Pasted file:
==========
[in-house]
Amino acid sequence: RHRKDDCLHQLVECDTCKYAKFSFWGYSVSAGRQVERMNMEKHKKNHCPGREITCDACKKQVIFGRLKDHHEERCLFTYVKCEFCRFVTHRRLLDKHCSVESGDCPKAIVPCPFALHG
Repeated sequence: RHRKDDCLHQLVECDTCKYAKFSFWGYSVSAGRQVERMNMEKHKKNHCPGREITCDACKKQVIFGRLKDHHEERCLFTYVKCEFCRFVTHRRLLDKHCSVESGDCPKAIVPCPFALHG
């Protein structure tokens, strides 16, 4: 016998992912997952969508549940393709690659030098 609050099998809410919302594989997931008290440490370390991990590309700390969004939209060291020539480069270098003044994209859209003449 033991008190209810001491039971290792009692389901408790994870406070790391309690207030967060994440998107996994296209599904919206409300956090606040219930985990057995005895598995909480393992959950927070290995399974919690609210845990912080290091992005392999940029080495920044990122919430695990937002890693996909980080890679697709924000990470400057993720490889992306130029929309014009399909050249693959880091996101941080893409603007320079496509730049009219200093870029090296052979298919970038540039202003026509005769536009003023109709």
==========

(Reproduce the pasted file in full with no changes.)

[in-house]
Amino acid sequence: RHRKDDCLHQLVECDTCKYAKFSFWGYSVSAGRQVERMNMEKHKKNHCPGREITCDACKKQVIFGRLKDHHEERCLFTYVKCEFCRFVTHRRLLDKHCSVESGDCPKAIVPCPFALHG
Repeated sequence: RHRKDDCLHQLVECDTCKYAKFSFWGYSVSAGRQVERMNMEKHKKNHCPGREITCDACKKQVIFGRLKDHHEERCLFTYVKCEFCRFVTHRRLLDKHCSVESGDCPKAIVPCPFALHG
């Protein structure tokens, strides 16, 4: 016998992912997952969508549940393709690659030098 609050099998809410919302594989997931008290440490370390991990590309700390969004939209060291020539480069270098003044994209859209003449 033991008190209810001491039971290792009692389901408790994870406070790391309690207030967060994440998107996994296209599904919206409300956090606040219930985990057995005895598995909480393992959950927070290995399974919690609210845990912080290091992005392999940029080495920044990122919430695990937002890693996909980080890679697709924000990470400057993720490889992306130029929309014009399909050249693959880091996101941080893409603007320079496509730049009219200093870029090296052979298919970038540039202003026509005769536009003023109709």